[deck]How banded herbicide applications can help the environment, and also pay off for potato producers.[/deck]
Successful weed management is one of the cornerstones of successful commercial potato production, particularly at the start of each growing season. Controlling weeds in potato crops doesn’t appear to be getting any easier—many Canadian growers and researchers alike agree this seems to be more of a challenge with each passing year.
Weeds compete directly with potato plants for the basic natural elements required for growth, namely light, water and nutrients, and can also harbour insects and diseases that attack potatoes. Research shows weeds can have a detrimental impact on tuber yields when compared to those of potatoes grown in weed-free conditions. Weeds present at harvest can reduce yields by increasing mechanical damage to the tubers, as well as by slowing the harvesting operation down and reducing efficiency.
Reducing early season competition with weeds is critical to the success of potato crops. Researchers have found that competition from early season weeds will reduce yields if they are not controlled within four to six weeks after potato plants emerge. Therefore, it is essential that growers ensure minimal competition between potatoes and weeds from planting to the time of full canopy closure.
Growing public concern over pesticide use has intensified efforts by researchers to find ways for growers to cut down on the amount of herbicides applied in potato production.
Reliance on Herbicides
Cultivation and hilling play a large role in weed control with potatoes, but most non-organic potato operations in Canada also rely heavily on herbicides as an important weed management tool. Many growers employ widespread broadcast applications of pre- and post-emergence sprays of broad spectrum herbicides to achieve adequate weed control in potato crops. This has led not only to the use of high amounts of herbicides, but also an increased risk of resistance development.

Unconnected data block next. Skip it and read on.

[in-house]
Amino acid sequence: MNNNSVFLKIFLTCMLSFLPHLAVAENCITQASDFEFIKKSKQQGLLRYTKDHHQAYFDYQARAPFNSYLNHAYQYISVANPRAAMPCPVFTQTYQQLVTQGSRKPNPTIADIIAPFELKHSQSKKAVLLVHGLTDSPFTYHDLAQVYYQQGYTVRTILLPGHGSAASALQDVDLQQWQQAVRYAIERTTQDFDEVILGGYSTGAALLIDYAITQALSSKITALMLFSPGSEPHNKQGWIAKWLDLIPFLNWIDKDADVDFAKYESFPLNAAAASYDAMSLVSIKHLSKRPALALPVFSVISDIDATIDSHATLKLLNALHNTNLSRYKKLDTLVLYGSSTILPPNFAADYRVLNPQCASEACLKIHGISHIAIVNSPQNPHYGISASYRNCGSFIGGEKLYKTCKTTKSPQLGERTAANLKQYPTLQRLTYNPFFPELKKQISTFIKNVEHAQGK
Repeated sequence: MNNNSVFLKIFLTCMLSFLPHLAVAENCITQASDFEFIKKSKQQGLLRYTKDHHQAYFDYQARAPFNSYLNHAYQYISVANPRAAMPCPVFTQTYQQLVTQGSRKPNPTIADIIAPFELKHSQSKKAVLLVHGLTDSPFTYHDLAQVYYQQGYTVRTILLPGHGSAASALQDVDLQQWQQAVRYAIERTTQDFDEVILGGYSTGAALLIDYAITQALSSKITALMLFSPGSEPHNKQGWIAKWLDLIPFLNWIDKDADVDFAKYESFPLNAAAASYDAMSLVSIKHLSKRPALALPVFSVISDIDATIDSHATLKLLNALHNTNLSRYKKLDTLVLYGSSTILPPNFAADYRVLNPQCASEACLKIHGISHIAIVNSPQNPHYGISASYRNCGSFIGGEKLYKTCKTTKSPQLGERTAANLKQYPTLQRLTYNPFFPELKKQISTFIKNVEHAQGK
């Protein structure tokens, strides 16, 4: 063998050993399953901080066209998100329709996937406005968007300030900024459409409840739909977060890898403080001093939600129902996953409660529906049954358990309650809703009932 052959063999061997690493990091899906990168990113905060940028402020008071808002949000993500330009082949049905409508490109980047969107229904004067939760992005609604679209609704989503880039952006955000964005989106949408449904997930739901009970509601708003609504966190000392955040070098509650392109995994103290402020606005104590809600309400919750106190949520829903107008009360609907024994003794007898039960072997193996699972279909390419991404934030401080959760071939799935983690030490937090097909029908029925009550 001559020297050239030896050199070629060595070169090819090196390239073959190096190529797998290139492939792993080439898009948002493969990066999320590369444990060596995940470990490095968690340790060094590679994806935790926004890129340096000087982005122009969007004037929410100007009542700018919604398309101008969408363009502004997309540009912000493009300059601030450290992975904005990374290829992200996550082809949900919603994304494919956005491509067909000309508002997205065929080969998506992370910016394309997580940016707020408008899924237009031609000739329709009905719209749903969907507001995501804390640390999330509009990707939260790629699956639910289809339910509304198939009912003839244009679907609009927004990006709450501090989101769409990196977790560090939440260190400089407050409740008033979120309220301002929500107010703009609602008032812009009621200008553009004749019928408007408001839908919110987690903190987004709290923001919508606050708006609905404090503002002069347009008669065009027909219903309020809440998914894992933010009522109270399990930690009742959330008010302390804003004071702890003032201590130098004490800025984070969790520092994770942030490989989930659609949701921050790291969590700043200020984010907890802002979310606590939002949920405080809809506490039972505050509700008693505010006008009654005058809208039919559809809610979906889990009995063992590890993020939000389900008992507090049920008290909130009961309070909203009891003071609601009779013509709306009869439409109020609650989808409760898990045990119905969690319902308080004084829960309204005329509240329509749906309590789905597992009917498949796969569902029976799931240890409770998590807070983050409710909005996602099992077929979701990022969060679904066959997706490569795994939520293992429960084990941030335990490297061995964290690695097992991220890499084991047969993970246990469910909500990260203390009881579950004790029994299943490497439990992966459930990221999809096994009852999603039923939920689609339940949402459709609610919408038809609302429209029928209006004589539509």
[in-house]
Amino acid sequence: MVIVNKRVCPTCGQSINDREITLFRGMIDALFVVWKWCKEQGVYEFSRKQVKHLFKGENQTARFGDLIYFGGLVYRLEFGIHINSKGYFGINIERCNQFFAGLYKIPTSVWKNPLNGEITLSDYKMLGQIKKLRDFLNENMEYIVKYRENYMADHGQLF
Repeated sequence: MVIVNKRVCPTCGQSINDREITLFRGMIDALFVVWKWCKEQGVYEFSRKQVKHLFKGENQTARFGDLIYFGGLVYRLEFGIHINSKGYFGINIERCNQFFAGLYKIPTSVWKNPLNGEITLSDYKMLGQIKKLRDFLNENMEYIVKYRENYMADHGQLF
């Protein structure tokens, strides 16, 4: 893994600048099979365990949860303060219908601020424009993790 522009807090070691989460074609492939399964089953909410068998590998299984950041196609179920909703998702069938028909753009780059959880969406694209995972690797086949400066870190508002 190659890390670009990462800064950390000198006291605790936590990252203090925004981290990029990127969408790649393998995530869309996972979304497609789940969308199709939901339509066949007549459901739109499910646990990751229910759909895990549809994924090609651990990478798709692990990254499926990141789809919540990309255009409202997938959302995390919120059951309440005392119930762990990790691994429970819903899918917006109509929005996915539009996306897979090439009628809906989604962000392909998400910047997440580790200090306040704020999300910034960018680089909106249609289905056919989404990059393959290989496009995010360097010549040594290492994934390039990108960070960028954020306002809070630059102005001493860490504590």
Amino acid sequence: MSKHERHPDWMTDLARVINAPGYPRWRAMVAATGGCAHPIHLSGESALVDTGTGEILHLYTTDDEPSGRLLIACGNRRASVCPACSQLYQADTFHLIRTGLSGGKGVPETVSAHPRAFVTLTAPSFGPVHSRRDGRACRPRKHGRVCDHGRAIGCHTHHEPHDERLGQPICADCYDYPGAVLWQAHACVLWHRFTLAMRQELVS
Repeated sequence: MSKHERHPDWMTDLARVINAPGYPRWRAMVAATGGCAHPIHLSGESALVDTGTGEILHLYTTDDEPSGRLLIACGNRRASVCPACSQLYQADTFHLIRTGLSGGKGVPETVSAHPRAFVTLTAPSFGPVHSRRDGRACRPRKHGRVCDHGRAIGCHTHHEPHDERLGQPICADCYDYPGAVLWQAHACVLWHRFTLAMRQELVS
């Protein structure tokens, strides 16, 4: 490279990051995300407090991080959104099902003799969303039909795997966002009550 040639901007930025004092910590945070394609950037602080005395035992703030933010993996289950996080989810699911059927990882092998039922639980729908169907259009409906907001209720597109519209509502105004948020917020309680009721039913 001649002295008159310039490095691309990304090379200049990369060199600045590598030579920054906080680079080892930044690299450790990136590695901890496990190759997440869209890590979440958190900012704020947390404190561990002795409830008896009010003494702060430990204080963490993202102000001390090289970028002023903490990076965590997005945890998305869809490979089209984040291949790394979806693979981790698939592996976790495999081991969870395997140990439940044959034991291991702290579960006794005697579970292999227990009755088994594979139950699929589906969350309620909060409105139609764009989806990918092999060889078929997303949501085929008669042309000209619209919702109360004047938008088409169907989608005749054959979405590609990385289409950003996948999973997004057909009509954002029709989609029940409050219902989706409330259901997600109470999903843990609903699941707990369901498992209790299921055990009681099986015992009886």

In recent years, growing public concern over pesticide use has intensified efforts by researchers to find ways for growers to cut down on the amount of herbicides applied in potato production. The rising cost of herbicides is also of concern to producers trying to reduce overall production costs, and a growing number of potato growers in Canada are turning their attention to environmentally-friendly production practices.
As part of integrated pest management, which includes the judicious and reduced use of pesticides, banded herbicide application, also known as banding, is an attractive option. In essence, it involves spraying herbicide only over the potato rows, usually covering a width of about 30 centimetres. Weeds in the spaces between rows are typically controlled mechanically through cultivation. The herbicide is applied at the time of planting, pre-emergence or post-emergence of the crop.
This practice is already used in field crops such as corn and soybeans. Research findings show that when combined with mechanical weeding and hilling, herbicide banding can effectively controls weeds and help produce yields similar to those obtained through conventional production. Indications are it can also dramatically reduce the total amount of herbicide used.
Researchers have shown that herbicide banding can work in potato production, and result in a number or environmental and economic benefits.
During the late 1990s, J.A. Ivany at Agriculture and Agri-Food Canada’s Crops and Livestock Research Centre in Prince Edward Island studied the use of herbicide banding on Russet Burbank potatoes. He tested the combined effect of banded herbicide application on the potato rows and complementary mechanical weeding on crop yield and weed control effectiveness for three species (quackgrass, corn spurry and wild radish).